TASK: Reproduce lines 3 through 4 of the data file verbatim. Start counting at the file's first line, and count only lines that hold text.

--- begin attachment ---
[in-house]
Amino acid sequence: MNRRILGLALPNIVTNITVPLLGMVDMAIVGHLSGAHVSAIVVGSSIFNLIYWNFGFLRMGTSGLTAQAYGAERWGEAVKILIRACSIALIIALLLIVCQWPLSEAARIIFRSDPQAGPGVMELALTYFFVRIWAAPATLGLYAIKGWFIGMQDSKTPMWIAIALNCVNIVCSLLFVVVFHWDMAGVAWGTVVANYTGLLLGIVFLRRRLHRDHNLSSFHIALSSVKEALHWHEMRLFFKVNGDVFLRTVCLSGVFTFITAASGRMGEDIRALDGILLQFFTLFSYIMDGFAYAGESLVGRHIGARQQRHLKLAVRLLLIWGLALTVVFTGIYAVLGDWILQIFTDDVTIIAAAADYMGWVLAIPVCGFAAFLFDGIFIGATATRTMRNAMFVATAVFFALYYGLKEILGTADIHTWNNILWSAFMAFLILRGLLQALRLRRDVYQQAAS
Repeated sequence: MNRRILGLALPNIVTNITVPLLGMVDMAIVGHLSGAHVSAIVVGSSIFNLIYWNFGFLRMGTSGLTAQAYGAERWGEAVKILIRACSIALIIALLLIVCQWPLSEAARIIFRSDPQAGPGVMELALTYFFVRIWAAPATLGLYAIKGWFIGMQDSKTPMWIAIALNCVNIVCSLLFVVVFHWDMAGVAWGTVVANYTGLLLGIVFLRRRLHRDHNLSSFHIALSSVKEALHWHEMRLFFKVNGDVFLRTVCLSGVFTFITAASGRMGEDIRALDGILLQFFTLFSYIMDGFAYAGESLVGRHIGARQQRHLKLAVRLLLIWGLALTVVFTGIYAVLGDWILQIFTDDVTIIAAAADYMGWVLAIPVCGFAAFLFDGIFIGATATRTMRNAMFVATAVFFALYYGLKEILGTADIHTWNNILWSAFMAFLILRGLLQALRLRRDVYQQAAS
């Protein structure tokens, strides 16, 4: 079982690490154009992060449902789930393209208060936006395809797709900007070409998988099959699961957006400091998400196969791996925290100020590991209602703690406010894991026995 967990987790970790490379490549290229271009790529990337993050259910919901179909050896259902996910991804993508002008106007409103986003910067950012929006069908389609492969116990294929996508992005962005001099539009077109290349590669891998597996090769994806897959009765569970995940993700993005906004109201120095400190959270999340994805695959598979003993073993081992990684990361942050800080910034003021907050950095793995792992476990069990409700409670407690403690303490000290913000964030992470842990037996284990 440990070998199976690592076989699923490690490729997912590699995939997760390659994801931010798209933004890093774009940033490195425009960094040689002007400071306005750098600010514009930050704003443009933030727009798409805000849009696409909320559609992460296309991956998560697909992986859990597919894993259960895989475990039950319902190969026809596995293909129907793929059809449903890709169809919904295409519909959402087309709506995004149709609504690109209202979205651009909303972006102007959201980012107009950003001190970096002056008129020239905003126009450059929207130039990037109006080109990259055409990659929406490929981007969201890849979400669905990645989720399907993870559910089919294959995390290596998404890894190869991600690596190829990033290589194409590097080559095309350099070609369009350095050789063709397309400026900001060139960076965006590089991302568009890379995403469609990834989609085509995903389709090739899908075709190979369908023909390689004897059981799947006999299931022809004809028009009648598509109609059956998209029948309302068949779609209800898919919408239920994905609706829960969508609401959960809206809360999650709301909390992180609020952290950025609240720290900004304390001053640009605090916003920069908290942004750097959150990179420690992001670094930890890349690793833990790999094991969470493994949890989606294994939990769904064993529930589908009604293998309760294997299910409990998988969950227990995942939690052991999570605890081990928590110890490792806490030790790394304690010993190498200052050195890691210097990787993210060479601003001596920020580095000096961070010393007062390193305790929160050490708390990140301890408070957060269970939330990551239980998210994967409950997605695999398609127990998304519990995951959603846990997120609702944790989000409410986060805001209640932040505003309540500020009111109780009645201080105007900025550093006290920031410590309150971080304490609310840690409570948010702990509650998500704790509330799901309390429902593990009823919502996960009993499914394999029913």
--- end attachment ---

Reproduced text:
Repeated sequence: MNRRILGLALPNIVTNITVPLLGMVDMAIVGHLSGAHVSAIVVGSSIFNLIYWNFGFLRMGTSGLTAQAYGAERWGEAVKILIRACSIALIIALLLIVCQWPLSEAARIIFRSDPQAGPGVMELALTYFFVRIWAAPATLGLYAIKGWFIGMQDSKTPMWIAIALNCVNIVCSLLFVVVFHWDMAGVAWGTVVANYTGLLLGIVFLRRRLHRDHNLSSFHIALSSVKEALHWHEMRLFFKVNGDVFLRTVCLSGVFTFITAASGRMGEDIRALDGILLQFFTLFSYIMDGFAYAGESLVGRHIGARQQRHLKLAVRLLLIWGLALTVVFTGIYAVLGDWILQIFTDDVTIIAAAADYMGWVLAIPVCGFAAFLFDGIFIGATATRTMRNAMFVATAVFFALYYGLKEILGTADIHTWNNILWSAFMAFLILRGLLQALRLRRDVYQQAAS
């Protein structure tokens, strides 16, 4: 079982690490154009992060449902789930393209208060936006395809797709900007070409998988099959699961957006400091998400196969791996925290100020590991209602703690406010894991026995 967990987790970790490379490549290229271009790529990337993050259910919901179909050896259902996910991804993508002008106007409103986003910067950012929006069908389609492969116990294929996508992005962005001099539009077109290349590669891998597996090769994806897959009765569970995940993700993005906004109201120095400190959270999340994805695959598979003993073993081992990684990361942050800080910034003021907050950095793995792992476990069990409700409670407690403690303490000290913000964030992470842990037996284990 440990070998199976690592076989699923490690490729997912590699995939997760390659994801931010798209933004890093774009940033490195425009960094040689002007400071306005750098600010514009930050704003443009933030727009798409805000849009696409909320559609992460296309991956998560697909992986859990597919894993259960895989475990039950319902190969026809596995293909129907793929059809449903890709169809919904295409519909959402087309709506995004149709609504690109209202979205651009909303972006102007959201980012107009950003001190970096002056008129020239905003126009450059929207130039990037109006080109990259055409990659929406490929981007969201890849979400669905990645989720399907993870559910089919294959995390290596998404890894190869991600690596190829990033290589194409590097080559095309350099070609369009350095050789063709397309400026900001060139960076965006590089991302568009890379995403469609990834989609085509995903389709090739899908075709190979369908023909390689004897059981799947006999299931022809004809028009009648598509109609059956998209029948309302068949779609209800898919919408239920994905609706829960969508609401959960809206809360999650709301909390992180609020952290950025609240720290900004304390001053640009605090916003920069908290942004750097959150990179420690992001670094930890890349690793833990790999094991969470493994949890989606294994939990769904064993529930589908009604293998309760294997299910409990998988969950227990995942939690052991999570605890081990928590110890490792806490030790790394304690010993190498200052050195890691210097990787993210060479601003001596920020580095000096961070010393007062390193305790929160050490708390990140301890408070957060269970939330990551239980998210994967409950997605695999398609127990998304519990995951959603846990997120609702944790989000409410986060805001209640932040505003309540500020009111109780009645201080105007900025550093006290920031410590309150971080304490609310840690409570948010702990509650998500704790509330799901309390429902593990009823919502996960009993499914394999029913």